In 1997 I had the honour of being a journalist at the Financial Times. One afternoon we were summoned by our chief exec to the large lecture hall to hear a presentation he’d entitled ‘The Cascade’.
Long-standing foreign correspondents, eminent leader writers and small fry such as myself, a sub editor somewhere towards the middle of the second section, sat in the half dark while flow-charts flashed across a screen. It was in the days when Management was still on honeymoon with PowerPoint.
On the CE’s screen, boxes were arranged in pyramid formations, with vertical lines joining them up. These pyramid shapes appeared to be what had given rise to the CE’s title ‘The Cascade’.
The presentation centred around who was now reporting to whom in some new structure, of little interest to the journalists who ethically kept away from the commercial departments and simply reported to their Managing Editor of the day who operated like a ship’s captain, making instant decisions that commanded instant respect.
Now and again the CE mentioned his new word: ‘Delight’. Then he would click on a box, which would magically open up to reveal an inner core of bullet points – how that department was going to ‘delight’ its ‘stakeholders’. When we got finally to the Editorial box and the click was made there was just one item: Free Giveaways.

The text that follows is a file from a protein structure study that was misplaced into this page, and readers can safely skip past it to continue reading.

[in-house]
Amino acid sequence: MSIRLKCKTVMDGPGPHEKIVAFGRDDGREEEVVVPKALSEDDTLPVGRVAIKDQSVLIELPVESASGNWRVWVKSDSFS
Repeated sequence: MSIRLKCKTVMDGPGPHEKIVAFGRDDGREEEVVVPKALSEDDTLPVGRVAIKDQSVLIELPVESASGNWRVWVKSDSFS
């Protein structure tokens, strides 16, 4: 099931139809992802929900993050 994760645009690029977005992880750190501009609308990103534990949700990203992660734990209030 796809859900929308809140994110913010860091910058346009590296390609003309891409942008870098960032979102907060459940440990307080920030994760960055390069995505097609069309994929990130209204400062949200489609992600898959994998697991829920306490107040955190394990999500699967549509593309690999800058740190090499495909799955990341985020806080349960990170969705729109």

‘How are we to delight our readers?’ asked the CE. This was a rhetorical question. He didn’t await the journalists’ views. Instead, he reminded us that recently the FT had offered free gold-plated pens to readers.
We should have walked out then.
It was business doing the two fingers to the professional classes, on whose expertise that business depended.
I had already encountered management bullying and disrespect in smaller financial magazines: well-educated apprentices working all hours in the hopes of being kept on, only to be fired and replaced by a new eager apprentice; long-standing reporters constructively dismissed over tiny errors. Coming from a private school and Oxford, I had already by age 25 seen the necessity of joining my union.
But this, in front all the journalists at the Financial Times, when that paper was probably at the height of its prestige (the year it told the City to vote Labour), was an insult on a new scale.
It should have been a call to arms for the entire intelligentsia. But the intelligentsia has stayed mute about its own interests as a class, its members by long British tradition ashamed to be middle class, instead joining in others’ narratives, either sycophantically identifying with the toffs or sentimentally identifying with the remnants of the working classes whom they are now rapidly joining, to nobody’s benefit. It is this unwillingness to identify with the middle classes, in both Liberal Democrat politicians and their natural voters, the educated middle classes, that has led to the demise of the Party and, with it, a class, a way of life, a way to make a living.